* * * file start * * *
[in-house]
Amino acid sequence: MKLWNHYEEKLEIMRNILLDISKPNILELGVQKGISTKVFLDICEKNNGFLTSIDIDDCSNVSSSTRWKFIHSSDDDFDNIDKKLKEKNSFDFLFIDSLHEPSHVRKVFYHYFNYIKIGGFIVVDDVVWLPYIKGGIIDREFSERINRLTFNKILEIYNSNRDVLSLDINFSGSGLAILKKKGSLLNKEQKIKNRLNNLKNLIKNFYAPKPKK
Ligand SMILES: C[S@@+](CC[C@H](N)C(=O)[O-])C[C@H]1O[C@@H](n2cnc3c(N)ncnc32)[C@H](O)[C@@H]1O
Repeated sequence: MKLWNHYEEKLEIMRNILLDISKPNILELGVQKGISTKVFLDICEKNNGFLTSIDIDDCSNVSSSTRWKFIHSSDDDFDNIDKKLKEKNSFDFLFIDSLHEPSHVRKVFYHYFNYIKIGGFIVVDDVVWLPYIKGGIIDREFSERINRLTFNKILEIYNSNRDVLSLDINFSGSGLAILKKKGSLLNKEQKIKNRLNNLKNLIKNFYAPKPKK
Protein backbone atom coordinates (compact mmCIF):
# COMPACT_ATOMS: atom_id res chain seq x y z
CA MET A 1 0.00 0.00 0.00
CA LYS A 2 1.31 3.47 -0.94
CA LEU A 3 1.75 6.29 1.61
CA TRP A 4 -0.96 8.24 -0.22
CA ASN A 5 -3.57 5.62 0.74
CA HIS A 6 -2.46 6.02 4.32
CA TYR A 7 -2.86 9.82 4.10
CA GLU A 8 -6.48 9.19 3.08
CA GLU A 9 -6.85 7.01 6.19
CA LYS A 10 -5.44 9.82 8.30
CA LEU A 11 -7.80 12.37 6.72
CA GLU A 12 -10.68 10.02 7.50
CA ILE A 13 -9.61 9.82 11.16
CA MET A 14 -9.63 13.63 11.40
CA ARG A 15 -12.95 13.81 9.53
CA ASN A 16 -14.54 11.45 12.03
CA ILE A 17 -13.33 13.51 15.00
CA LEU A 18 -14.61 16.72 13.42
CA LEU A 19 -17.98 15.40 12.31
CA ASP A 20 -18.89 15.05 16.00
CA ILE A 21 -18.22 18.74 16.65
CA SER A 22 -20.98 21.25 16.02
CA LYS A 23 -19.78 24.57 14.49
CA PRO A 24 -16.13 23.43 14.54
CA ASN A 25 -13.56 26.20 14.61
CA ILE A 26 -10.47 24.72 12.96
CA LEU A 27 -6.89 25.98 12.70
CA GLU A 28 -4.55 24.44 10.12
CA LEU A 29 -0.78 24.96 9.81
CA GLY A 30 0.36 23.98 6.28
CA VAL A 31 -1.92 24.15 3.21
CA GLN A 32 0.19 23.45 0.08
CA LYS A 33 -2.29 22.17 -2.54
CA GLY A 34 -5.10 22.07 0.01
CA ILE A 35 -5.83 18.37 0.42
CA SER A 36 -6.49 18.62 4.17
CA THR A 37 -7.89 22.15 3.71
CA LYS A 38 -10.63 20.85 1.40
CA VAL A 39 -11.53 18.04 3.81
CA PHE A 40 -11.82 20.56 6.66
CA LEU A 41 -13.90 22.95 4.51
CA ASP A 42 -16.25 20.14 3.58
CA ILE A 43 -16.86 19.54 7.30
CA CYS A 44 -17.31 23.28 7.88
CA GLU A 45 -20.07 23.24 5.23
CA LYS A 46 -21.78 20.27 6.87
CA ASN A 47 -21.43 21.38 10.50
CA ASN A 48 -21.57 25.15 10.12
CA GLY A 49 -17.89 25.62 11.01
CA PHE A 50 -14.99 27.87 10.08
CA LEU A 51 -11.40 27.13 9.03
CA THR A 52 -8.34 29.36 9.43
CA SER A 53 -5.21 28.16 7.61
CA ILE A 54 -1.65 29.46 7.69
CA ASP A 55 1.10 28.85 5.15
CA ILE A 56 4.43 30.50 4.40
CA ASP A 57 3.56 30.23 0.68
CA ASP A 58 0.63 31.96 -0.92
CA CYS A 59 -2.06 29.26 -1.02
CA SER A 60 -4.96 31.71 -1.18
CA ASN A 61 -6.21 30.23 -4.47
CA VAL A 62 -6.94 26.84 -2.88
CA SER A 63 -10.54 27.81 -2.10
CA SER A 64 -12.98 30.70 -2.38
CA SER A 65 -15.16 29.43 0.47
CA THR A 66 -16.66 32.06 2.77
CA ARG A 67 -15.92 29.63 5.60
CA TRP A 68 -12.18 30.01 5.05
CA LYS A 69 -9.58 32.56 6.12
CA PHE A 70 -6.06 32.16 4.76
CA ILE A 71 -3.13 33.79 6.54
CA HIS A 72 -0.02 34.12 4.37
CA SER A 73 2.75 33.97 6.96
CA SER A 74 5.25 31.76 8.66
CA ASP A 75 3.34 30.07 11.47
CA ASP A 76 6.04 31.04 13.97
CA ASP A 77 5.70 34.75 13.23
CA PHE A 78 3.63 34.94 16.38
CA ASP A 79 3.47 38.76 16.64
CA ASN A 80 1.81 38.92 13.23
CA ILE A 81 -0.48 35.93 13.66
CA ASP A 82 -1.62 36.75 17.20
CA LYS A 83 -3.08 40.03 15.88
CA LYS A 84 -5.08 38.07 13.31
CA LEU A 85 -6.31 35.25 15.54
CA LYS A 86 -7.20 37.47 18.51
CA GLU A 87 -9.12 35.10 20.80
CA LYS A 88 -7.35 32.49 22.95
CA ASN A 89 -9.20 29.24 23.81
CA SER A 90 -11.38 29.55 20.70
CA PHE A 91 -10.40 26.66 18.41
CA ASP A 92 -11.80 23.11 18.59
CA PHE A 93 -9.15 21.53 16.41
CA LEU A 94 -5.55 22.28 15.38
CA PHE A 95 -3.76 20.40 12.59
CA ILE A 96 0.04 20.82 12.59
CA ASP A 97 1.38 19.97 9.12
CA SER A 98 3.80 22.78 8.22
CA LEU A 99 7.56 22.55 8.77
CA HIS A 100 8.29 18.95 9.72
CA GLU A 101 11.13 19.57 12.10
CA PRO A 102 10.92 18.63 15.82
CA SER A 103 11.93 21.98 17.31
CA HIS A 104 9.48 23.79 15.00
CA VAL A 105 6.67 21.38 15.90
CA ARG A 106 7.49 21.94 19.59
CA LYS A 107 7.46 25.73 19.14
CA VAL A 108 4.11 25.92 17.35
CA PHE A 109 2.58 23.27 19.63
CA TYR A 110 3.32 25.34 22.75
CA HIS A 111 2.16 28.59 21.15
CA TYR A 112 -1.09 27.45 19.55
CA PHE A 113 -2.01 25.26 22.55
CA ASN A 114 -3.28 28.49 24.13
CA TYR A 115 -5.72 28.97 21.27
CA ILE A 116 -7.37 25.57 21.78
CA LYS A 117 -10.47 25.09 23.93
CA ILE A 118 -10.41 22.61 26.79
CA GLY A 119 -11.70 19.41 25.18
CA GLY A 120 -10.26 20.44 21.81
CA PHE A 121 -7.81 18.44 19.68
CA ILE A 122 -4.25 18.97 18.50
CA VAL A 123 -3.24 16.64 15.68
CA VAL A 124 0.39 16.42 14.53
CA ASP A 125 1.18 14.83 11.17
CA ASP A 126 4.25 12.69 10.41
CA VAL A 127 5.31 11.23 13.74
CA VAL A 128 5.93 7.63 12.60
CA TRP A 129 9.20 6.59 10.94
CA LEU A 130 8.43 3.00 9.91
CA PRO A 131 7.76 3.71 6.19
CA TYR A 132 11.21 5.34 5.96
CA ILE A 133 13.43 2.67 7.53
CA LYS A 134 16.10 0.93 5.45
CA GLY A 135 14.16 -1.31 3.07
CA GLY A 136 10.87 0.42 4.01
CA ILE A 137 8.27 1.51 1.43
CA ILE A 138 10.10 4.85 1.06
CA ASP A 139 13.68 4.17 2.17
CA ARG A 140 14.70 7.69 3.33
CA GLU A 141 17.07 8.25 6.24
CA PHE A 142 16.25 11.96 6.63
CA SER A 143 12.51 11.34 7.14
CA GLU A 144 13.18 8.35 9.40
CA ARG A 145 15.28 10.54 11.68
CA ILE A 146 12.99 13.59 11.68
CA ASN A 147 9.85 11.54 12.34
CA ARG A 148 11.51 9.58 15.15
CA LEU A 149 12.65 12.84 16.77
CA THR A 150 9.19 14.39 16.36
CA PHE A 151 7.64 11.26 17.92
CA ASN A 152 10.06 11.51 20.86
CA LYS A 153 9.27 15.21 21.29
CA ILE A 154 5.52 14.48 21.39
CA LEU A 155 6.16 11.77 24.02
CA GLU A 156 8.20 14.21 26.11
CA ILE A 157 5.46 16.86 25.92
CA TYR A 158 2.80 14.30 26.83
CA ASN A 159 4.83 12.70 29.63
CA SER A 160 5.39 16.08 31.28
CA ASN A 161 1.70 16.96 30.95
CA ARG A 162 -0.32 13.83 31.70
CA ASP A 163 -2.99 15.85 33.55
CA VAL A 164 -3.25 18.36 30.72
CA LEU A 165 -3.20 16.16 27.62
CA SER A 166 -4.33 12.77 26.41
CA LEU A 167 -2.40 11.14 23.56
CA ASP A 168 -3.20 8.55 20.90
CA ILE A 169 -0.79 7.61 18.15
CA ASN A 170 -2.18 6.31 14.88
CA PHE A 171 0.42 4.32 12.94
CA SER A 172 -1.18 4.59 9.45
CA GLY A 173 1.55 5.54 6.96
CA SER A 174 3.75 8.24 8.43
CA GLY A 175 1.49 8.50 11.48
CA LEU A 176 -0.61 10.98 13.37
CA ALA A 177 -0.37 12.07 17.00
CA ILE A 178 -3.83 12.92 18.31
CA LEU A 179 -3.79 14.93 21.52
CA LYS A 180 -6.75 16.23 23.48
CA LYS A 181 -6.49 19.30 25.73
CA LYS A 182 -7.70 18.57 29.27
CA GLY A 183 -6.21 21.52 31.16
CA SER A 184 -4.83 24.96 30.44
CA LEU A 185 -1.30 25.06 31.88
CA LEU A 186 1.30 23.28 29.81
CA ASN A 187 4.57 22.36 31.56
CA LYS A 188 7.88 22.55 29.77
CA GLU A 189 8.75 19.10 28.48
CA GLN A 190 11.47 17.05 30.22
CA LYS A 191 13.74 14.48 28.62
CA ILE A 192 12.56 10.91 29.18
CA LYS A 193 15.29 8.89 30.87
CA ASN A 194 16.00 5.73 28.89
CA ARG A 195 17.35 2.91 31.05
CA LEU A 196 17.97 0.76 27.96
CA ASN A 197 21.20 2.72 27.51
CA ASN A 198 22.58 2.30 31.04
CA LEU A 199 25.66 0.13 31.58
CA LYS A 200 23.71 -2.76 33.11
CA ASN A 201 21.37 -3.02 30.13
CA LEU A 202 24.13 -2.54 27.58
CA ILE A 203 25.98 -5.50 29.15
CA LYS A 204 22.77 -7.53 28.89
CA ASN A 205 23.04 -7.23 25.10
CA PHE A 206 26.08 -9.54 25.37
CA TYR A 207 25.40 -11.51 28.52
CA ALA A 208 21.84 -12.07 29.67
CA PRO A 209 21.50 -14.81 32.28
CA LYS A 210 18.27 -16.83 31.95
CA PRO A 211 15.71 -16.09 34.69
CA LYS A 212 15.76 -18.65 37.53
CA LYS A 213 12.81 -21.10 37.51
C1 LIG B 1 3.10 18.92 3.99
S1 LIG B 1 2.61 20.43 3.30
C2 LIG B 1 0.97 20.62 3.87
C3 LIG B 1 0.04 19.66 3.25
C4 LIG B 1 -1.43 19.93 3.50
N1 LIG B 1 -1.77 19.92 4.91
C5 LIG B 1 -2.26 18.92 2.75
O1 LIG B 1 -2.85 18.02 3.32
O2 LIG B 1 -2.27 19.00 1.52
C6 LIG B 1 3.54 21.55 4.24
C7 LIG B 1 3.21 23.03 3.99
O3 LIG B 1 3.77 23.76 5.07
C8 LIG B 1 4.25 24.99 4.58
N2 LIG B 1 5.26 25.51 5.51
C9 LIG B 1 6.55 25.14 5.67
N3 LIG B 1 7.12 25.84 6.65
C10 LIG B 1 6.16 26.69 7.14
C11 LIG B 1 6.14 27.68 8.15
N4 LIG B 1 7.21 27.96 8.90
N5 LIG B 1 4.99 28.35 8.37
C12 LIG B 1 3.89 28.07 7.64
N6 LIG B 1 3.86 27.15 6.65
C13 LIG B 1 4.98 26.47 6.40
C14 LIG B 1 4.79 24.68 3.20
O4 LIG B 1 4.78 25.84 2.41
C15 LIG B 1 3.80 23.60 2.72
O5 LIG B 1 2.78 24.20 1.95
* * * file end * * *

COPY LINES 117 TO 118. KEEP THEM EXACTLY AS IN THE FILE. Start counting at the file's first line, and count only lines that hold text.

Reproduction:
CA HIS A 111 2.16 28.59 21.15
CA TYR A 112 -1.09 27.45 19.55